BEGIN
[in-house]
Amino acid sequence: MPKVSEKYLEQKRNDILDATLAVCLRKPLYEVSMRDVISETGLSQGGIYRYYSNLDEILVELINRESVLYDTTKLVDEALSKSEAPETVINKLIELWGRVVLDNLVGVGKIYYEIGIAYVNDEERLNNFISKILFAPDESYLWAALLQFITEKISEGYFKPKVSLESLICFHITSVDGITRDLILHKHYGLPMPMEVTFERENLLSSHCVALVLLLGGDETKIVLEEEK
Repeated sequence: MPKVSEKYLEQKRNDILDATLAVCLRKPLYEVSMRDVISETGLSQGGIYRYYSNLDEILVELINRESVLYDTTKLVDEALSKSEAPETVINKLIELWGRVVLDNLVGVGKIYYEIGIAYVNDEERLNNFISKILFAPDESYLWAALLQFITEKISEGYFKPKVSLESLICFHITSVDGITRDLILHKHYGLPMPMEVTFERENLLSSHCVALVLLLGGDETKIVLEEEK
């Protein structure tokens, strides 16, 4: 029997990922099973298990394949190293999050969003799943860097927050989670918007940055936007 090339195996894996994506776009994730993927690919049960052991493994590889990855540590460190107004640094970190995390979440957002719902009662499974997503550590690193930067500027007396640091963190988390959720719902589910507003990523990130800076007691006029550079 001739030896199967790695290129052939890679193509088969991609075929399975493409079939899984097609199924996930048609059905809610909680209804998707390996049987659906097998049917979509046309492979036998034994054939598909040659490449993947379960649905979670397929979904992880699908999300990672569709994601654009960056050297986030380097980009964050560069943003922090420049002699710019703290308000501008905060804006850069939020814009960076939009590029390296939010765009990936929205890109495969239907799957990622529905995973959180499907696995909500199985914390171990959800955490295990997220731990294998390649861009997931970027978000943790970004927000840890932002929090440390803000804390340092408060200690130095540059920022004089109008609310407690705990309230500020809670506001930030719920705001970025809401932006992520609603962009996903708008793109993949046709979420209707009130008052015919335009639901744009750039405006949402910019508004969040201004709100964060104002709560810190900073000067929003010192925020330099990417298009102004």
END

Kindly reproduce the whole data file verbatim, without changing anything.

[in-house]
Amino acid sequence: MPKVSEKYLEQKRNDILDATLAVCLRKPLYEVSMRDVISETGLSQGGIYRYYSNLDEILVELINRESVLYDTTKLVDEALSKSEAPETVINKLIELWGRVVLDNLVGVGKIYYEIGIAYVNDEERLNNFISKILFAPDESYLWAALLQFITEKISEGYFKPKVSLESLICFHITSVDGITRDLILHKHYGLPMPMEVTFERENLLSSHCVALVLLLGGDETKIVLEEEK
Repeated sequence: MPKVSEKYLEQKRNDILDATLAVCLRKPLYEVSMRDVISETGLSQGGIYRYYSNLDEILVELINRESVLYDTTKLVDEALSKSEAPETVINKLIELWGRVVLDNLVGVGKIYYEIGIAYVNDEERLNNFISKILFAPDESYLWAALLQFITEKISEGYFKPKVSLESLICFHITSVDGITRDLILHKHYGLPMPMEVTFERENLLSSHCVALVLLLGGDETKIVLEEEK
């Protein structure tokens, strides 16, 4: 029997990922099973298990394949190293999050969003799943860097927050989670918007940055936007 090339195996894996994506776009994730993927690919049960052991493994590889990855540590460190107004640094970190995390979440957002719902009662499974997503550590690193930067500027007396640091963190988390959720719902589910507003990523990130800076007691006029550079 001739030896199967790695290129052939890679193509088969991609075929399975493409079939899984097609199924996930048609059905809610909680209804998707390996049987659906097998049917979509046309492979036998034994054939598909040659490449993947379960649905979670397929979904992880699908999300990672569709994601654009960056050297986030380097980009964050560069943003922090420049002699710019703290308000501008905060804006850069939020814009960076939009590029390296939010765009990936929205890109495969239907799957990622529905995973959180499907696995909500199985914390171990959800955490295990997220731990294998390649861009997931970027978000943790970004927000840890932002929090440390803000804390340092408060200690130095540059920022004089109008609310407690705990309230500020809670506001930030719920705001970025809401932006992520609603962009996903708008793109993949046709979420209707009130008052015919335009639901744009750039405006949402910019508004969040201004709100964060104002709560810190900073000067929003010192925020330099990417298009102004």